It had taken him over a half hour to take that one picture but it was the best half hour he had ever spent with his little sister in a long time. She was more fun than he thought. They rearranged the dolls several times and Horace took 3 more plates of the dolls. "Let's go to your room and do another picture of the dolls on your bed... the lighting should be good in there by now," Horace said. They packed up all the dolls back into the pram and as his sister wheeled them back to her room, Horace cleaned up the sitting room of the feathers and such. As he stood in the doorway with his camera, he checked one last time to make sure the room looked as it had when he first came in it. Smiling he made his way to his sisters room.

He spent another hour with his sister before the lighting faded behind the trees. It was a good day of practicing and learning the camera. He was sure he had gotten a few good pictures. He even managed to grab a self portrait of himself with his little sister on her swing out in the garden. He barely fit in her little chair and was thankful his weight hadn't broken it.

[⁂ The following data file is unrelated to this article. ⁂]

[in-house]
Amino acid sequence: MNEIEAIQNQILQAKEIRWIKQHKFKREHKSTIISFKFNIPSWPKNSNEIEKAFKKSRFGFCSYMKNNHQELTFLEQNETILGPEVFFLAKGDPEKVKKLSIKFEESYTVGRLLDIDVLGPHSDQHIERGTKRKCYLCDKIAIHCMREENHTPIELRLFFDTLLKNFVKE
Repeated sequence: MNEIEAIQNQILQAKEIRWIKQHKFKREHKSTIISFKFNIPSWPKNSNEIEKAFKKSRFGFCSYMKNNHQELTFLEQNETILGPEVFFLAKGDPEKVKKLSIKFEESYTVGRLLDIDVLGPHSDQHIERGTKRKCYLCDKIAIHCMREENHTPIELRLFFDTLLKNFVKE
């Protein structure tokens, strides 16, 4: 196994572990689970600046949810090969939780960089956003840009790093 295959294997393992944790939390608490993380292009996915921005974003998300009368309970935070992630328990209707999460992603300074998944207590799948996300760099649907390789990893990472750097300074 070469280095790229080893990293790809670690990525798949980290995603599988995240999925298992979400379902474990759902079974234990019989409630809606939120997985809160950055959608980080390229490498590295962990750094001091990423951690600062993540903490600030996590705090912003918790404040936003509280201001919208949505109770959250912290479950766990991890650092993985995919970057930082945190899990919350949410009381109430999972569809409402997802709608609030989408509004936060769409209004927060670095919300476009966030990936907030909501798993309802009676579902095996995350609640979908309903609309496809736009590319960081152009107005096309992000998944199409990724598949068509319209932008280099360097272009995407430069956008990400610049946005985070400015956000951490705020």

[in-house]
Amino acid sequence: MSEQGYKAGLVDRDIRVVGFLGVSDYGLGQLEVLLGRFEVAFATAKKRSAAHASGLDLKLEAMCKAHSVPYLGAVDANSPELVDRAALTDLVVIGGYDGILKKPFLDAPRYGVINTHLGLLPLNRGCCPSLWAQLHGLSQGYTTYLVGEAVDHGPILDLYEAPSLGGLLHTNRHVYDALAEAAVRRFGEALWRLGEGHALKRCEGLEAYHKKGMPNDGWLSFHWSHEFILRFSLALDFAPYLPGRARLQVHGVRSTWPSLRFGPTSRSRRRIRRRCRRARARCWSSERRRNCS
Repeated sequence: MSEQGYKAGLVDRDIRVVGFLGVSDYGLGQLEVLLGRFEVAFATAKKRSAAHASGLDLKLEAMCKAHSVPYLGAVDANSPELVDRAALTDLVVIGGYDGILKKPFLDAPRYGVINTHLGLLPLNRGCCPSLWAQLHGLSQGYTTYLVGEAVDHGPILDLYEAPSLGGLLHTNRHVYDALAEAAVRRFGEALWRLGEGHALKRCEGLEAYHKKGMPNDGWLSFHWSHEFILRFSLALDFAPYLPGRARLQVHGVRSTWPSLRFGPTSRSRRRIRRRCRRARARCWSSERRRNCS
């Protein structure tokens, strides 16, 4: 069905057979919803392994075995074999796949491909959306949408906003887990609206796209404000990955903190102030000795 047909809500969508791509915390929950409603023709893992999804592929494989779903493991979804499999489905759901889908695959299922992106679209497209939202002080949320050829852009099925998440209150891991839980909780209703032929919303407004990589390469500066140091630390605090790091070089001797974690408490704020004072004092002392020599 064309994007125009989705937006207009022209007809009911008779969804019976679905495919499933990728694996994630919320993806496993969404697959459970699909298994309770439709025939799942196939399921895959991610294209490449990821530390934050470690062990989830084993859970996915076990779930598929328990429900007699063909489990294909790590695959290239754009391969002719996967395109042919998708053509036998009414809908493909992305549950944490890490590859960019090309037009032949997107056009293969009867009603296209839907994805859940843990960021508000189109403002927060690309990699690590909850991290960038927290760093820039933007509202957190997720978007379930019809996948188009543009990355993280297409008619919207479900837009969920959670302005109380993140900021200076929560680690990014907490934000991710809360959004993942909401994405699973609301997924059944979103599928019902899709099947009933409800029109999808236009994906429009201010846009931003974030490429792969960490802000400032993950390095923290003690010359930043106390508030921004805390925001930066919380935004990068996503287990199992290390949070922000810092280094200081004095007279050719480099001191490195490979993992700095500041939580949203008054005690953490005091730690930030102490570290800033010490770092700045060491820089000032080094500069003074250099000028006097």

"When can I see the pictures Horace???" Now his sister was begging to see the pictures they had taken. "I have to take them to the chemist to be developed," he told her. "It will be a few days. I want to get a picture of mother and you girls, then I will take the film to the chemists.

With one last picture left in his camera he made his way to the chemists shop. Walking down the sidewalk he spotted his other sister with the afternoon basket of fresh fruits and vegetables. He snapped a quick picture of her and continued to Mr. Watson's before he closed up for the night.

Horace met Mr. Watson when he bought his camera. He had been very helpful in choosing the right one. He even promised Horace he would teach him how to develop his own plates one day when he was not busy. Horace was eager to learn, so when Mr. Watson stated he was done for the day and could Horace stay and help him, Horace didn't even have to think twice for an answer.